SOURCE: “Diary of John S. Morgan, Company G, 33rd Iowa Infantry,” Annals of Iowa, 3rd Series, Vol. 13, No. 8, April 1923, p. 589-90

Tuesday, December 13, 2016

Diary of 2nd Lieutenant Lemuel A. Abbott: Monday, June 20, 1864

Have just returned from the heights. The City of Petersburg looks lovely at a distance, but our guns command it and can at any time lay it in ruins. The enemy occupy the heights on the other side of the Appomattox river. Siege guns are shelling back and forth, but it's no such fighting as we have seen since we broke winter quarters. We have remained in the woods all day, it's been so warm. Orry Blanchard called to-night; am detailed for fatigue — probably to work a detail on fortifications.

SOURCE: Lemuel Abijah Abbott, Personal Recollections and Civil War Diary, 1864, p. 85

Friday, November 25, 2016

Diary of 2nd Lieutenant Lemuel A. Abbott: Tuesday, June 7, 1864

It has been very quiet along the lines all day; both sides seem to be tired of sharpshooting. Another flag of truce was sent out to-day, I think to get permission to bury our dead between the lines of which there are many plainly to be seen and they are commencing to smell bad; am told Major Crandall of the Sixth Vermont, just to the right of us, was shot to-day by a sharpshooter. He was a popular student once at Barre Academy, Vermont. Captain Edwin Dillingham reported for duty to-day; has been prisoner of war at Richmond since the battle of Locust Grove, Va. last fall; never saw him looking better; is a handsome man, anyway, and a gentleman. Our army seems to be lying idle now, except the heavy artillery which is building forts in our rear; occasionally hear the report of siege guns to our left —  or we suppose them to be siege guns.

SOURCE: Lemuel Abijah Abbott, Personal Recollections and Civil War Diary, 1864, p. 77-8

Saturday, July 2, 2016

Diary of 4th Sergeant John S. Morgan: Friday, March 27, 1863

Most of reg. on picket. Rebels fired on scouting parties from their batteries over on yellow bushy. Two heavy Siege guns come down today.

SOURCE: “Diary of John S. Morgan, Company G, 33rd Iowa Infantry,” Annals of Iowa, 3rd Series, Vol. 13, No. 7, January 1923, p. 486

Diary of 4th Sergeant John S. Morgan: Saturday, March 28, 1863

Rained very hard lust night. The siege guns were maned from the 33d Mo. dark and cloudy all day with occasional showers. Dress Parade at 5. P. M. Wind rising high at bed time

SOURCE: “Diary of John S. Morgan, Company G, 33rd Iowa Infantry,” Annals of Iowa, 3rd Series, Vol. 13, No. 7, January 1923, p. 486

Sunday, February 28, 2016

A Woman's Diary Of The Siege Of Vicksburg: May 17, 1863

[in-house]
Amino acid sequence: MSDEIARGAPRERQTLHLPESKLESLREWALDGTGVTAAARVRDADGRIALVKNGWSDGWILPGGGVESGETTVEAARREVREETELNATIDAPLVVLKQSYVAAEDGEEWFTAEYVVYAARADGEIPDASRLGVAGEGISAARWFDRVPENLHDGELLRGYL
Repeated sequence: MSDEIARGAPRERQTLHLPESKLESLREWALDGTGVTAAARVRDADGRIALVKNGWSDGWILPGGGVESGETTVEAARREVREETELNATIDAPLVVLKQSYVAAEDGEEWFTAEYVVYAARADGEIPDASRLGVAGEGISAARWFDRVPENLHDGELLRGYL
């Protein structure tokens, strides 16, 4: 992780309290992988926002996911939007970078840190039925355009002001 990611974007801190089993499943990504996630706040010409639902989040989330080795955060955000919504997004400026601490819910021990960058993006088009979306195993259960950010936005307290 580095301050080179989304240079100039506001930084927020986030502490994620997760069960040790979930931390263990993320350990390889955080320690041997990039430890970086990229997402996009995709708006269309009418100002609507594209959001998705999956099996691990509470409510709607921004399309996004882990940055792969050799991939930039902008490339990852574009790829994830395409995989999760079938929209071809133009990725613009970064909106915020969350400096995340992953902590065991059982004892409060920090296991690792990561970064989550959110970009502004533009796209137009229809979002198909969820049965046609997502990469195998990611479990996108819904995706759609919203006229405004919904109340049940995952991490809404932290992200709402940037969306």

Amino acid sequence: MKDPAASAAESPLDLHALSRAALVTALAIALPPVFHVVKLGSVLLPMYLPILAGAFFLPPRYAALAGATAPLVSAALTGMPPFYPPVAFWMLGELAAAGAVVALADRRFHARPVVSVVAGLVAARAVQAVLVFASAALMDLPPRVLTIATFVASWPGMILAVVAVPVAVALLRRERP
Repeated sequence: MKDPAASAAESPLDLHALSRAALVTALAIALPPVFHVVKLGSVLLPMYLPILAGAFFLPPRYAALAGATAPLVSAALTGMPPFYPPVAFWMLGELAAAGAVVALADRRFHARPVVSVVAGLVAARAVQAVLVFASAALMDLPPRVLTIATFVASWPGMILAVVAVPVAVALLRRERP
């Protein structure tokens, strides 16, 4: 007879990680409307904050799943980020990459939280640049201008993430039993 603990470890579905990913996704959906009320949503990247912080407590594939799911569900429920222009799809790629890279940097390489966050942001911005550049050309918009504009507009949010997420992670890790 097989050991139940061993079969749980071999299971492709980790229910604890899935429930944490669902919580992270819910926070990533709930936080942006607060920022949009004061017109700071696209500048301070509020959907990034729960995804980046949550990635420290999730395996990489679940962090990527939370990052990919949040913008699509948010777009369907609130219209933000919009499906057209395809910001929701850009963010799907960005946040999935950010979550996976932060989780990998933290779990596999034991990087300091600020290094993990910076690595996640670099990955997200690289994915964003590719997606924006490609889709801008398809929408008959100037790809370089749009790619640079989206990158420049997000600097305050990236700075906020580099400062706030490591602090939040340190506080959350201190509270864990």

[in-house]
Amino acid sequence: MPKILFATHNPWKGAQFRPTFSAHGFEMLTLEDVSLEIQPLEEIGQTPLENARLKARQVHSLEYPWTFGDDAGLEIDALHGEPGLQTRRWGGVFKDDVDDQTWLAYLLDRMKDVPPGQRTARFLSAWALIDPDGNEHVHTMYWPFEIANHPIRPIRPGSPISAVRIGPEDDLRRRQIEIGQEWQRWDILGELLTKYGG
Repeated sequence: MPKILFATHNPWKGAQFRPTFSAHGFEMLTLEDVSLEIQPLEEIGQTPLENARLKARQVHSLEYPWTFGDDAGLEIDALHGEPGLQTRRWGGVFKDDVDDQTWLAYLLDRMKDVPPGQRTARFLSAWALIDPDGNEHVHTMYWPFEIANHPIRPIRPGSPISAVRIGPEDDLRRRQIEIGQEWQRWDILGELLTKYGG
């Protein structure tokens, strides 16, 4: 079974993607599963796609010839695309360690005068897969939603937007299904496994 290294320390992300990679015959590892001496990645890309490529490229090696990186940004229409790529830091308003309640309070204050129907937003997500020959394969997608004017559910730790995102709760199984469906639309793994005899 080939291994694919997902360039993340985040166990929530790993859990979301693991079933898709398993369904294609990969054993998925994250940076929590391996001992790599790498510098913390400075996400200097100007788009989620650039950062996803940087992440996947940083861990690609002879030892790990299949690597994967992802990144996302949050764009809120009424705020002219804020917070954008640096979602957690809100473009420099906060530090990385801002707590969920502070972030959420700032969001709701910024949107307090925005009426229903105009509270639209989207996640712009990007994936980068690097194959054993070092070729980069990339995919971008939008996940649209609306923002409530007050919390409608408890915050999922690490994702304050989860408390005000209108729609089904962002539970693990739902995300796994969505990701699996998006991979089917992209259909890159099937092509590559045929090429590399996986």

Hardly was our scanty breakfast over this morning when a hurried ring drew us both to the door. Mr. J––, one of H––'s assistants, stood there in high excitement.

“Well, Mr. L––, they are upon us; the Yankees will be here by this evening.”

“What do you mean?”

“That Pemberton has been whipped at Baker's Creek and Big Black, and his army are running back here as fast as they can come and the Yanks after them, in such numbers nothing can stop them. Hasn't Pemberton acted like a fool?”

“He may not be the only one to blame,” replied H––.

“They're coming along the Big B. road, and my folks went down there to be safe, you know; now they're right in it. I hear you can't see the armies for the dust; never was anything else known like it. But I must go and try to bring my folks back here.”

What struck us both was the absence of that concern to be expected, and a sort of relief or suppressed pleasure. After twelve some worn-out-looking men sat down under the window.

“What is the news?” I inquired.

“Ritreat, ritreat!” they said, in broken English — they were Louisiana Acadians.

About three o'clock the rush began. I shall never forget that woful sight of a beaten, demoralized army that came rushing back, — humanity in the last throes of endurance. Wan, hollow-eyed, ragged, footsore, bloody, the men limped along unarmed, but followed by siege-guns, ambulances, gun-carriages, and wagons in aimless confusion. At twilight two or three bands on the court-house hill and other points began playing Dixie, Bonnie Blue Flag, and so on, and drums began to beat all about; I suppose they were rallying the scattered army.

SOURCE: George W. Cable, “A Woman's Diary Of The Siege Of Vicksburg”, The Century Illustrated Monthly Magazine, Vol. XXX, No. 5, September 1885, p. 770-1

Friday, September 5, 2014

Diary of Private Alexander G. Downing: Friday, November 6, 1863

I was on fatigue again, but on account of rain last night the detail did not go to work until 1 o'clock this afternoon. Some of the heaviest siege guns obtainable are being mounted on raised platforms in the forts.

Source: Alexander G. Downing, Edited by Olynthus B., Clark, Downing’s Civil War Diary, p. 151